Our sixth-grader posed the question last week: "Is Santa real?"

She had poked at the topic for a couple of years, asking logistical questions that invited easy, oblique answers. The tap-dance had apparently ended.

"What do you mean?" I replied, buying a second or three to organize my thoughts. I tried unsuccessfully to recall what I had told her brother four years earlier.

She repeated her question.

When her brother had asked the same thing, also during sixth grade, my response was something I wish I'd written down. Now, at a wiped-out, post-menopausal 52, I felt only relief, glee, and anticipation for the massive reduction in my December workload. The holiday run-up would be so much less stressful without all the nerve-wracking subterfuge. I couldn't wait for her to get to the school bus so I could text my husband the news.

All of that ran through my brain before I had even bothered to finesse an answer. As she continued to wait, I put my fireside champagne-sipping fantasy on hold and dragged my thoughts back to the conversation.

"Well, he is real in the sense that he's the magic of parents' love. But is there actually a man going down chimneys all over the world in a single night? No. You can probably tell that just couldn't happen, right?"

It was far from my best work. But her eyes sparkled at having unlocked an existential secret. She wasn't shocked, but she hadn't already known for certain. As her thoughts organized around this new reality, more questions began to flow.

"How did you do that handwriting?"

"I used my left hand and wrote in cursive."

"So when Santa bought us expensive things, that was you spending YOUR money?"

"Yes."

"Does Jace know?"

"Yes."

"Why don't you guys seem more tired on Christmas?"

"Because we're too excited about watching you."

When I was in fifth grade and my brother was in third, our mom had primary custody, so we were with her. She was out late on Christmas Eve at a friend's, so we put ourselves to bed. In the morning, we couldn't get her up, despite our prodding and tugging. We eventually got tired of waiting, unwrapped our few gifts, looked them over, then carefully wrapped them back up. She got out of bed at 11:30 a.m. and didn't notice what we'd done.

Even before the divorce my parents were not skilled in covert Christmas ops; I had Santa figured out in second grade.

My husband's parents are also divorced. Though that came later in his life, and his mom never overslept on Christmas Day, and his present piles were huge, he recalls holidays marred by tension and turbulence.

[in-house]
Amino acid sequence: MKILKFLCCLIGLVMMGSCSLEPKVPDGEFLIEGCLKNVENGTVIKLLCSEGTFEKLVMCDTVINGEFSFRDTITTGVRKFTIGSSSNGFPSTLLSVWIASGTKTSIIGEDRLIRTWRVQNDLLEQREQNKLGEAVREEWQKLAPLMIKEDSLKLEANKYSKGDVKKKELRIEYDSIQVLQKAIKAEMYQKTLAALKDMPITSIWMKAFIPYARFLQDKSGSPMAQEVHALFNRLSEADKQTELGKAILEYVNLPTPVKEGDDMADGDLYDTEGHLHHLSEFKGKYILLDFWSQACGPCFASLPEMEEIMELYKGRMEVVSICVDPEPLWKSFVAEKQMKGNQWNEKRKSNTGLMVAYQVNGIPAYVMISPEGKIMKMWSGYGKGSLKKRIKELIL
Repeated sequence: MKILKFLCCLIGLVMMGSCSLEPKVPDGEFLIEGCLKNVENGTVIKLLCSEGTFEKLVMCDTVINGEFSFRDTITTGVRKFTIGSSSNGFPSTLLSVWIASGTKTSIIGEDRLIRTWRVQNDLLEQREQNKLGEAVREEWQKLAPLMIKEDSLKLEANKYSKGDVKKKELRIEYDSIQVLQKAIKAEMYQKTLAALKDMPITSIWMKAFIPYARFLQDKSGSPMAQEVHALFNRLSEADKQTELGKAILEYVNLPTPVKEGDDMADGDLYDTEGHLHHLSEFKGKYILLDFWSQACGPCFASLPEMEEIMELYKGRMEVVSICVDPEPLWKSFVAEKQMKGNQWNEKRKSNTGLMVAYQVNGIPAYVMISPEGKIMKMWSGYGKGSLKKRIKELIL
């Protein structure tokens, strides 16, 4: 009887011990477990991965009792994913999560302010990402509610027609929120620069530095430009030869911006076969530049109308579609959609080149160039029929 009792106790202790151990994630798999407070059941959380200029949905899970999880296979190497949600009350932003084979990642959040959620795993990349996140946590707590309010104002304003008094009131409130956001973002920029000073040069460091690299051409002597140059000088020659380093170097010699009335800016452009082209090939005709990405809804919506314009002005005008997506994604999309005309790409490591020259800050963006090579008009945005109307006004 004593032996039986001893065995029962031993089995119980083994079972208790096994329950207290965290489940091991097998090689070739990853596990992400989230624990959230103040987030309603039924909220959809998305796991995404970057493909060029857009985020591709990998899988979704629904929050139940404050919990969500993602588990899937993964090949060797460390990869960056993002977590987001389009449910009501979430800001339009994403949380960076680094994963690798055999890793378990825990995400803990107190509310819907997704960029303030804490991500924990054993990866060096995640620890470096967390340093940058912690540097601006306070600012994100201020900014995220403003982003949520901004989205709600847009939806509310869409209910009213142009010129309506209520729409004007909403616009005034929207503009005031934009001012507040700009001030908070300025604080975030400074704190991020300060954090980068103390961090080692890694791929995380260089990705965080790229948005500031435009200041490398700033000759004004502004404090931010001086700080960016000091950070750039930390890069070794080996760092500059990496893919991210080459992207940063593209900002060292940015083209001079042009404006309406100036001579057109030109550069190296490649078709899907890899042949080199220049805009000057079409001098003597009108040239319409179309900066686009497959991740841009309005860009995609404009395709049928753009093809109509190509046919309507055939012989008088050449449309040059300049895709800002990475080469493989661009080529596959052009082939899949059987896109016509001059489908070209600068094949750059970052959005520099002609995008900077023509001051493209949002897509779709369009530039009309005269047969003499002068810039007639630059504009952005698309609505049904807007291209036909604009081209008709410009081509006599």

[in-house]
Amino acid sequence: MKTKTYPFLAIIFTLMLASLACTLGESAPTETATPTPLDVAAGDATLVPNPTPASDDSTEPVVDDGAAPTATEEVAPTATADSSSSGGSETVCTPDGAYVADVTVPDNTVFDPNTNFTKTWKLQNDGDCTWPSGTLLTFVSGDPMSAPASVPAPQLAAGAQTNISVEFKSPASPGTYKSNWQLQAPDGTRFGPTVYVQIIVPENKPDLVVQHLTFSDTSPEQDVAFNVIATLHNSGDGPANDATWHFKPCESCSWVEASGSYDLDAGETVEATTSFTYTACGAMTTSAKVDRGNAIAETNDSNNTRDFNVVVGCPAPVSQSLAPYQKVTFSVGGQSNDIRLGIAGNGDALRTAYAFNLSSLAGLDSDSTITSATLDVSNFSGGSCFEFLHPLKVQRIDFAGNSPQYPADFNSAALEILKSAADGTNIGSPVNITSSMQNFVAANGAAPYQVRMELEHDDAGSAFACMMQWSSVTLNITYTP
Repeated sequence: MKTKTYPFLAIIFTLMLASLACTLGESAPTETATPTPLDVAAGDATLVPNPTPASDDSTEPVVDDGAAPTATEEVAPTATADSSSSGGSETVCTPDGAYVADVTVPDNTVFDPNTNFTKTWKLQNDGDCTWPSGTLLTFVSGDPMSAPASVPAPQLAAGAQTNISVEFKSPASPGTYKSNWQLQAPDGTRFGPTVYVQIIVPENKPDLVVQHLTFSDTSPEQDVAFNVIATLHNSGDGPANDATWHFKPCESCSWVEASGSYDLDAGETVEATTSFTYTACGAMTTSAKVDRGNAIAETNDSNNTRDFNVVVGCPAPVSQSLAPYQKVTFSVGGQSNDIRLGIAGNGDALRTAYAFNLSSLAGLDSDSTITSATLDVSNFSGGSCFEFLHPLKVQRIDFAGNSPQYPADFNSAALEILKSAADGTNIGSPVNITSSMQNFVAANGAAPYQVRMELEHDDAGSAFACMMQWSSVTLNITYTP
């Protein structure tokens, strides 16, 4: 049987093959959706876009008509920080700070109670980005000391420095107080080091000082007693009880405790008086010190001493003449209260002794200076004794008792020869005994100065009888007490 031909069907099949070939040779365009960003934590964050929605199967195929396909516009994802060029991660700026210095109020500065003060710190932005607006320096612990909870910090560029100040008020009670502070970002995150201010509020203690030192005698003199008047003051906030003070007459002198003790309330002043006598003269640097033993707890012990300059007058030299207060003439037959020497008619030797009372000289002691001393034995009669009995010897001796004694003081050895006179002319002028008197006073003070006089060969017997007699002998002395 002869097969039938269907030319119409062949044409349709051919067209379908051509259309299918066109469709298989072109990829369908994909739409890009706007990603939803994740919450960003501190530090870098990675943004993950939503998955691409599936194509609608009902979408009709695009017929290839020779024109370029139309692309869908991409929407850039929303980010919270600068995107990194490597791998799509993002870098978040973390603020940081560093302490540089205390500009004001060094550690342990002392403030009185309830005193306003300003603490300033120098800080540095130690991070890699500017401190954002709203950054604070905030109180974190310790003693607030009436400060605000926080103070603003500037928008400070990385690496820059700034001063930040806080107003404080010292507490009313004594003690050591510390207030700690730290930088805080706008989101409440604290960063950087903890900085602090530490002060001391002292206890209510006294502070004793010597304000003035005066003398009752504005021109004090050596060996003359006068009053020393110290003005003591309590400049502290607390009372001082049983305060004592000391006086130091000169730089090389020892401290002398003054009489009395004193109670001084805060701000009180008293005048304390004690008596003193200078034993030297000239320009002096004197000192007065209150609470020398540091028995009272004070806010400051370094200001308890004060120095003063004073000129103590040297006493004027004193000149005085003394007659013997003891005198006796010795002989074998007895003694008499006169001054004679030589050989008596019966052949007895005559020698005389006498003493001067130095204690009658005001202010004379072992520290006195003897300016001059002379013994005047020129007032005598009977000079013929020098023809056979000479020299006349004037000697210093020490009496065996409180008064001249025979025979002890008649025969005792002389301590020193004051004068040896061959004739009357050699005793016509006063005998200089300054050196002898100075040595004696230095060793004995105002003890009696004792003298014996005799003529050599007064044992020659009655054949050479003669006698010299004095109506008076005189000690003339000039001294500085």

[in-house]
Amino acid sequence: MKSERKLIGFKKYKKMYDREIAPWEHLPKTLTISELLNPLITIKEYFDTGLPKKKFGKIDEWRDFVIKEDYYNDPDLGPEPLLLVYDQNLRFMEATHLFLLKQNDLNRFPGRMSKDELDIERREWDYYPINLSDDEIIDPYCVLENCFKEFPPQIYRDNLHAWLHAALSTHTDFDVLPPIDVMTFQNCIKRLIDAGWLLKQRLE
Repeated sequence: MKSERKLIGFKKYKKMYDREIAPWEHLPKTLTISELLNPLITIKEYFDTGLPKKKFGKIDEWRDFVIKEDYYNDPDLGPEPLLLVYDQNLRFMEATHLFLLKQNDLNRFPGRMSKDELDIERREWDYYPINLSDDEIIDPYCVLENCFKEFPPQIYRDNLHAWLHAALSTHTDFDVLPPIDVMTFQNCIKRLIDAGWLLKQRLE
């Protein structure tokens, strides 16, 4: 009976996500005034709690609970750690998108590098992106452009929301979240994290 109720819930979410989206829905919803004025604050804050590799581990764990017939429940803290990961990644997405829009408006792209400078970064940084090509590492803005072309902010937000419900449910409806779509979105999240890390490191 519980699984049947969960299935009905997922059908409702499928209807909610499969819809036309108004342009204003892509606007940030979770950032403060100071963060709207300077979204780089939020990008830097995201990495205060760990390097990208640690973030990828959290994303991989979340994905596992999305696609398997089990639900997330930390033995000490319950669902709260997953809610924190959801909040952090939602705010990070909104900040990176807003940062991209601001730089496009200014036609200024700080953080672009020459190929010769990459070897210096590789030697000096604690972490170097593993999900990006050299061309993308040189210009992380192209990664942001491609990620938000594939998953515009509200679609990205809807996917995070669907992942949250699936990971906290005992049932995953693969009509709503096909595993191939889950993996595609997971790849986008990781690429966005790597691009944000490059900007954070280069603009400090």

We grew up in separate parts of the country in socioeconomic circumstances that differed greatly, but coped with our situations similarly, by attaching ourselves to friends' homes and families — people and places with more than enough to share of what we craved.

As parents, our plan was to raise the bar on our own holiday magic; to make our kids' Christmases unassailably dreamy both on and under the surface. Nothing insane, just basic delights: decorations, cookies, community gatherings, music, surprises, traditions, fun, a focus on happiness and harmony.

We've done it. Every year. There have been outings to The Nutcracker, and DIY home runs such as the present we partially buried in snow outside to look like it fell off the sleigh. We've built traditions with friends around open houses, cookie-decorating parties, and hunting for hideous Yankee swap gifts. We've built a holiday food Hall of Fame (Trader Joe's cinnamon rolls!) and played Michael Bublé holiday songs out the wazoo and hung a cherished advent calendar and conjured piles under the tree that were not too big and not too small. Maybe a little too big.

We've gone to bed so late and gotten up so early.

My daughter's questions kept coming.

"Wait, so when we put cookies out for Santa that's like fuel for you guys to stay up and do presents?"

"Yes."

The cookie and carrot platter for Santa and the reindeer, a group project fussed over at an hour when we were desperate to get the kids to bed so we could hurriedly decimate it. Once kids were down, Pete nibbled the cookies because I was stuffed, breaking some into bits, scattering crumbs messily around and pouring Santa's cup of milk down the drain. Then we'd race off to put finishing touches on the surprises we planned for each other. Reconvening later, we stuffed stockings (including the dog's) and collected gifts hidden around the house, hustling them into the living room while listening for I-can't-fall-asleep footsteps.

It's all been glorious and satisfying, a feeling of coming to a blazing, beautiful hearth after a childhood spent with noses pressed to others' windows. But it's also a mental and physical marathon every year. I wouldn't change it, but I won't miss Santa.

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